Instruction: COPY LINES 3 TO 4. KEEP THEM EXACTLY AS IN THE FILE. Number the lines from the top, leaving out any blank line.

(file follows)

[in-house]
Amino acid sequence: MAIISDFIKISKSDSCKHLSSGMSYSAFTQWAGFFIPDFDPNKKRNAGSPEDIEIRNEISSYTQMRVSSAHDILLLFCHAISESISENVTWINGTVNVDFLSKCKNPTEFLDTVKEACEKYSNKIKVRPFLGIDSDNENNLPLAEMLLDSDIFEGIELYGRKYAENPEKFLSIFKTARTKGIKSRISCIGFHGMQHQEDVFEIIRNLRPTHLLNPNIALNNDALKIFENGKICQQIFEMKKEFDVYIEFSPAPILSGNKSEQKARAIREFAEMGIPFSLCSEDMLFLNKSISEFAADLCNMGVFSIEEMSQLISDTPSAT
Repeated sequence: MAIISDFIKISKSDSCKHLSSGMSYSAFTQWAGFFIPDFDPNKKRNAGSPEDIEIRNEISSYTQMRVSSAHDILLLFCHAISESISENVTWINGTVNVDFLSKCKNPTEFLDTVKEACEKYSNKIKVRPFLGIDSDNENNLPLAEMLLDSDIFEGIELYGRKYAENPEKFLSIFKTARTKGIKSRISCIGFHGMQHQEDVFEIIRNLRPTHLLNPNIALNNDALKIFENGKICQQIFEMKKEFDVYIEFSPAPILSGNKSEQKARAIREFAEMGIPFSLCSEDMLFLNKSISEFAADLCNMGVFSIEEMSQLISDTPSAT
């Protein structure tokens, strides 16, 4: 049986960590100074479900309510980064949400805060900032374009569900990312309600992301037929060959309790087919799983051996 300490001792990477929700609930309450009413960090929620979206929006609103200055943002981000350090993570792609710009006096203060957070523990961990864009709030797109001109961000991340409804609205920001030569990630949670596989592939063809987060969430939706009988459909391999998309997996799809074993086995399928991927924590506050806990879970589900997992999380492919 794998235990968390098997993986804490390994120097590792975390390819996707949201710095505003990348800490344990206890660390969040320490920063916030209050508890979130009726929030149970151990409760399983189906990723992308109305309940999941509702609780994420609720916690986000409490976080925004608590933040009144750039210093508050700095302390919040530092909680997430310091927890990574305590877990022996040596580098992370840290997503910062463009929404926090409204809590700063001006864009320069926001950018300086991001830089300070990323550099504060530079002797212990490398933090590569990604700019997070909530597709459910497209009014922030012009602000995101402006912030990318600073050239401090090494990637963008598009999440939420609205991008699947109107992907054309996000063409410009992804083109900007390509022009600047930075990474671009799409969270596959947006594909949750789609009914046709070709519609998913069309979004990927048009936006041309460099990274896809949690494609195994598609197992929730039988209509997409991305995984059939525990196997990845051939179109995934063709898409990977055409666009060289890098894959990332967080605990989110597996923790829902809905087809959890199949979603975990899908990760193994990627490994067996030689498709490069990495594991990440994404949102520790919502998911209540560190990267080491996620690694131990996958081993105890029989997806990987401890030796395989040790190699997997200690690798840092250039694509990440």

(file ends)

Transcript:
Repeated sequence: MAIISDFIKISKSDSCKHLSSGMSYSAFTQWAGFFIPDFDPNKKRNAGSPEDIEIRNEISSYTQMRVSSAHDILLLFCHAISESISENVTWINGTVNVDFLSKCKNPTEFLDTVKEACEKYSNKIKVRPFLGIDSDNENNLPLAEMLLDSDIFEGIELYGRKYAENPEKFLSIFKTARTKGIKSRISCIGFHGMQHQEDVFEIIRNLRPTHLLNPNIALNNDALKIFENGKICQQIFEMKKEFDVYIEFSPAPILSGNKSEQKARAIREFAEMGIPFSLCSEDMLFLNKSISEFAADLCNMGVFSIEEMSQLISDTPSAT
């Protein structure tokens, strides 16, 4: 049986960590100074479900309510980064949400805060900032374009569900990312309600992301037929060959309790087919799983051996 300490001792990477929700609930309450009413960090929620979206929006609103200055943002981000350090993570792609710009006096203060957070523990961990864009709030797109001109961000991340409804609205920001030569990630949670596989592939063809987060969430939706009988459909391999998309997996799809074993086995399928991927924590506050806990879970589900997992999380492919 794998235990968390098997993986804490390994120097590792975390390819996707949201710095505003990348800490344990206890660390969040320490920063916030209050508890979130009726929030149970151990409760399983189906990723992308109305309940999941509702609780994420609720916690986000409490976080925004608590933040009144750039210093508050700095302390919040530092909680997430310091927890990574305590877990022996040596580098992370840290997503910062463009929404926090409204809590700063001006864009320069926001950018300086991001830089300070990323550099504060530079002797212990490398933090590569990604700019997070909530597709459910497209009014922030012009602000995101402006912030990318600073050239401090090494990637963008598009999440939420609205991008699947109107992907054309996000063409410009992804083109900007390509022009600047930075990474671009799409969270596959947006594909949750789609009914046709070709519609998913069309979004990927048009936006041309460099990274896809949690494609195994598609197992929730039988209509997409991305995984059939525990196997990845051939179109995934063709898409990977055409666009060289890098894959990332967080605990989110597996923790829902809905087809959890199949979603975990899908990760193994990627490994067996030689498709490069990495594991990440994404949102520790919502998911209540560190990267080491996620690694131990996958081993105890029989997806990987401890030796395989040790190699997997200690690798840092250039694509990440």